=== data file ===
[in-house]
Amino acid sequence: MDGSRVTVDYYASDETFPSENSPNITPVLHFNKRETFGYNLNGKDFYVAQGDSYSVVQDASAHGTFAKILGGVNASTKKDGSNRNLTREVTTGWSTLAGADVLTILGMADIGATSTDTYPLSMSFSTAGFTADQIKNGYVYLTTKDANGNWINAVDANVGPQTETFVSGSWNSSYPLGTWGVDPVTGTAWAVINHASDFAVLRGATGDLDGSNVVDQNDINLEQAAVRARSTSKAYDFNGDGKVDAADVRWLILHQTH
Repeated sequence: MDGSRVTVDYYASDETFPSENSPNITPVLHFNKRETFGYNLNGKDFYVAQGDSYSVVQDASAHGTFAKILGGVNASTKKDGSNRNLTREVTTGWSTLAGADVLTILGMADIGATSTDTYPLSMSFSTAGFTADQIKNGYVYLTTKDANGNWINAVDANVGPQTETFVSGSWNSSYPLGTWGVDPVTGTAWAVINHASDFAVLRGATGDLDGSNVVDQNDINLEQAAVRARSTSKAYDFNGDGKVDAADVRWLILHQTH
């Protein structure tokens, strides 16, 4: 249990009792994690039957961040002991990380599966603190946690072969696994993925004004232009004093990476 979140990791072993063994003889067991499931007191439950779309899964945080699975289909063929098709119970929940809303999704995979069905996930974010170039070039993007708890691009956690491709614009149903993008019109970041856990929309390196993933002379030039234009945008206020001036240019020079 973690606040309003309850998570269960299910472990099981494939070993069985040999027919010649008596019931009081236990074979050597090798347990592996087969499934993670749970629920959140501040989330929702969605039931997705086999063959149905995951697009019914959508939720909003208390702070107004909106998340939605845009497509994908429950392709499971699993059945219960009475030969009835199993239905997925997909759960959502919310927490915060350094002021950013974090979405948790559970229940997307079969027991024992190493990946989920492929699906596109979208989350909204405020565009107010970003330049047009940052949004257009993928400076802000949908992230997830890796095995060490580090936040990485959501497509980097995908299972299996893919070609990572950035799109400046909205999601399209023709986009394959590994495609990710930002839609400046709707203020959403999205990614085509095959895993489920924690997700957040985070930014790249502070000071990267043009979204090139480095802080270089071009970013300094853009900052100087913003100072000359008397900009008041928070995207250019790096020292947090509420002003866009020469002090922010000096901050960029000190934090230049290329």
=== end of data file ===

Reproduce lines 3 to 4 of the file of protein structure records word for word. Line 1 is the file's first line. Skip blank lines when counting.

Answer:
Repeated sequence: MDGSRVTVDYYASDETFPSENSPNITPVLHFNKRETFGYNLNGKDFYVAQGDSYSVVQDASAHGTFAKILGGVNASTKKDGSNRNLTREVTTGWSTLAGADVLTILGMADIGATSTDTYPLSMSFSTAGFTADQIKNGYVYLTTKDANGNWINAVDANVGPQTETFVSGSWNSSYPLGTWGVDPVTGTAWAVINHASDFAVLRGATGDLDGSNVVDQNDINLEQAAVRARSTSKAYDFNGDGKVDAADVRWLILHQTH
């Protein structure tokens, strides 16, 4: 249990009792994690039957961040002991990380599966603190946690072969696994993925004004232009004093990476 979140990791072993063994003889067991499931007191439950779309899964945080699975289909063929098709119970929940809303999704995979069905996930974010170039070039993007708890691009956690491709614009149903993008019109970041856990929309390196993933002379030039234009945008206020001036240019020079 973690606040309003309850998570269960299910472990099981494939070993069985040999027919010649008596019931009081236990074979050597090798347990592996087969499934993670749970629920959140501040989330929702969605039931997705086999063959149905995951697009019914959508939720909003208390702070107004909106998340939605845009497509994908429950392709499971699993059945219960009475030969009835199993239905997925997909759960959502919310927490915060350094002021950013974090979405948790559970229940997307079969027991024992190493990946989920492929699906596109979208989350909204405020565009107010970003330049047009940052949004257009993928400076802000949908992230997830890796095995060490580090936040990485959501497509980097995908299972299996893919070609990572950035799109400046909205999601399209023709986009394959590994495609990710930002839609400046709707203020959403999205990614085509095959895993489920924690997700957040985070930014790249502070000071990267043009979204090139480095802080270089071009970013300094853009900052100087913003100072000359008397900009008041928070995207250019790096020292947090509420002003866009020469002090922010000096901050960029000190934090230049290329």